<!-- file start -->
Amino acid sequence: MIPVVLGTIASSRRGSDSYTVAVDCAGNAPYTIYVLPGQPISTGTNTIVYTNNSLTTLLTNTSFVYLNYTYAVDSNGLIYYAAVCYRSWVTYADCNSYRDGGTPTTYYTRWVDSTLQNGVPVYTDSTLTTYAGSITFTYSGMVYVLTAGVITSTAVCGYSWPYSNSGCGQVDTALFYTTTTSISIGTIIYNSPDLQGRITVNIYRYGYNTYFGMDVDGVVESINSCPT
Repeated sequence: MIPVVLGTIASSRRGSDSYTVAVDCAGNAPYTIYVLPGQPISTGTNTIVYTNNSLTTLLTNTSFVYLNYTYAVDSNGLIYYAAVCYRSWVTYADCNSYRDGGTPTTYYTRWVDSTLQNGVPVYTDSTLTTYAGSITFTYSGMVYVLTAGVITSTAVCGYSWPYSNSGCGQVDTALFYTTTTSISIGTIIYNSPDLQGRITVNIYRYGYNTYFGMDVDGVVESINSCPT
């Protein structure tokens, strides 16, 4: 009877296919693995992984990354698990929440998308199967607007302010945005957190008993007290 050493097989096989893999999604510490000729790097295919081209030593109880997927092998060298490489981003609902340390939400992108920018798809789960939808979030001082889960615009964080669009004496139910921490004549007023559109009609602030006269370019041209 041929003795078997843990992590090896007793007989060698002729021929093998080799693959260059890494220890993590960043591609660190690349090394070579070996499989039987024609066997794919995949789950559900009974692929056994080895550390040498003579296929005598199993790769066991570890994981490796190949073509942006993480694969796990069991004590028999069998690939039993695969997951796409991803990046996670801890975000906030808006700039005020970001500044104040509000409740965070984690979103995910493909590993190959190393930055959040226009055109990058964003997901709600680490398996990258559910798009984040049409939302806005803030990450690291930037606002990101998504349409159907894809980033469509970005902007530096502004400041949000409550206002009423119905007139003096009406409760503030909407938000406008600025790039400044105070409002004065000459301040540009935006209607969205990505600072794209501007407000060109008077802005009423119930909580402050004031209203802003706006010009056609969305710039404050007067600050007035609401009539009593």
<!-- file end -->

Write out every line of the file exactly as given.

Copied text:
Amino acid sequence: MIPVVLGTIASSRRGSDSYTVAVDCAGNAPYTIYVLPGQPISTGTNTIVYTNNSLTTLLTNTSFVYLNYTYAVDSNGLIYYAAVCYRSWVTYADCNSYRDGGTPTTYYTRWVDSTLQNGVPVYTDSTLTTYAGSITFTYSGMVYVLTAGVITSTAVCGYSWPYSNSGCGQVDTALFYTTTTSISIGTIIYNSPDLQGRITVNIYRYGYNTYFGMDVDGVVESINSCPT
Repeated sequence: MIPVVLGTIASSRRGSDSYTVAVDCAGNAPYTIYVLPGQPISTGTNTIVYTNNSLTTLLTNTSFVYLNYTYAVDSNGLIYYAAVCYRSWVTYADCNSYRDGGTPTTYYTRWVDSTLQNGVPVYTDSTLTTYAGSITFTYSGMVYVLTAGVITSTAVCGYSWPYSNSGCGQVDTALFYTTTTSISIGTIIYNSPDLQGRITVNIYRYGYNTYFGMDVDGVVESINSCPT
């Protein structure tokens, strides 16, 4: 009877296919693995992984990354698990929440998308199967607007302010945005957190008993007290 050493097989096989893999999604510490000729790097295919081209030593109880997927092998060298490489981003609902340390939400992108920018798809789960939808979030001082889960615009964080669009004496139910921490004549007023559109009609602030006269370019041209 041929003795078997843990992590090896007793007989060698002729021929093998080799693959260059890494220890993590960043591609660190690349090394070579070996499989039987024609066997794919995949789950559900009974692929056994080895550390040498003579296929005598199993790769066991570890994981490796190949073509942006993480694969796990069991004590028999069998690939039993695969997951796409991803990046996670801890975000906030808006700039005020970001500044104040509000409740965070984690979103995910493909590993190959190393930055959040226009055109990058964003997901709600680490398996990258559910798009984040049409939302806005803030990450690291930037606002990101998504349409159907894809980033469509970005902007530096502004400041949000409550206002009423119905007139003096009406409760503030909407938000406008600025790039400044105070409002004065000459301040540009935006209607969205990505600072794209501007407000060109008077802005009423119930909580402050004031209203802003706006010009056609969305710039404050007067600050007035609401009539009593």